Mixed signals for North Korean leader's sister as Kim seeks to cement power


The name of North Korean leader Kim Jong Un's sister was missing from a new list of the ruling Workers' Party's powerful politburo, sending mixed signals about her status after years of increasing clout.

The party held elections on Sunday for its Central Committee during its ongoing multi-year congress, which maps out diplomatic, military and economic policy goals over the next five years.

Kim Yo Jong, Kim Jong Un's sister, remained a member of the Central Committee but was not included on its politburo list, state news agency KCNA showed, confounding widespread expectations from observers of the reclusive regime.

The change came days after Kim Yo Jong took the leadership podium for the first time alongside 38 other executives as the congress kicked off.

Her influence has grown dramatically in recent years, initially as what appeared to be the young leader's personal secretary, and then his special envoy to South Korea and a deputy director of a key party department overseeing personnel and organisational affairs.

In 2017, she became only the second woman in patriarchal North Korea to join the exclusive politburo after her aunt Kim Kyong Hui.

"It is too early to draw any conclusion about her status, as she is still a Central Committee member and there's a possibility that she has taken up other important posts," said Lim Eul-chul, a professor of North Korean studies at Kyungnam University in Seoul.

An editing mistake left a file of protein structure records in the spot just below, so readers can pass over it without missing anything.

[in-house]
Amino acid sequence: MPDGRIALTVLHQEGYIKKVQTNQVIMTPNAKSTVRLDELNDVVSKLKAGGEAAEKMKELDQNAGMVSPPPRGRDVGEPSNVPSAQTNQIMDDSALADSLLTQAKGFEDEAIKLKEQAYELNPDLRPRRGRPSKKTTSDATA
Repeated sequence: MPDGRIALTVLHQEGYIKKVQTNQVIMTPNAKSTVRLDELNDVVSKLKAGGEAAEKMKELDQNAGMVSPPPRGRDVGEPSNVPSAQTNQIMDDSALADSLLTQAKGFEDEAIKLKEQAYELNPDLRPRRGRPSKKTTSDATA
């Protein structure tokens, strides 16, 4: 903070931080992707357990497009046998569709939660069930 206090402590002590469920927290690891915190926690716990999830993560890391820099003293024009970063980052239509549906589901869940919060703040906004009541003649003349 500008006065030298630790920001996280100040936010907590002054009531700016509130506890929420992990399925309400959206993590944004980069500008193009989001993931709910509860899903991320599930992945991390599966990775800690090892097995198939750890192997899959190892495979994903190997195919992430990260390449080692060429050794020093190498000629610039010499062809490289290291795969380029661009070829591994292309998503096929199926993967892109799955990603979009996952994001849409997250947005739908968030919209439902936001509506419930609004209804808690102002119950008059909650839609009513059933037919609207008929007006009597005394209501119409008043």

The committee elected Kim Jong Un general secretary of the party, taking over the title from his late father in a largely symbolic move seen aimed at further cementing his power.

The congress "fully approved" a proposal for promoting Kim to the position, KCNA said, calling it "head of the revolution and centre of guidance and unity."

Kim has wielded almost absolute power in dynastically ruled North Korea since taking over following the death of his father Kim Jong Il in 2011. In 2012, the party named Kim Jong Il "eternal general secretary" and Kim Jong Un "the first secretary" at a conference.

"Kim's takeover showed his confidence that he has now officially joined the ranks of his father and grandfather," said Yang Moo-jin, a professor at the University of North Korean Studies in Seoul.

"It also indicates his strategic intention to centralise the party system around him and reinforce his one-man rule."

The elections also highlighted the stellar rise of Jo Yong Won, who was newly named to the politburo's five-strong presidium and the party's formidable Central Military Commission.

Choe Son Hui, a vice foreign minister who was instrumental in preparing for a second, failed summit with U.S. President Donald Trump in 2019, was demoted.

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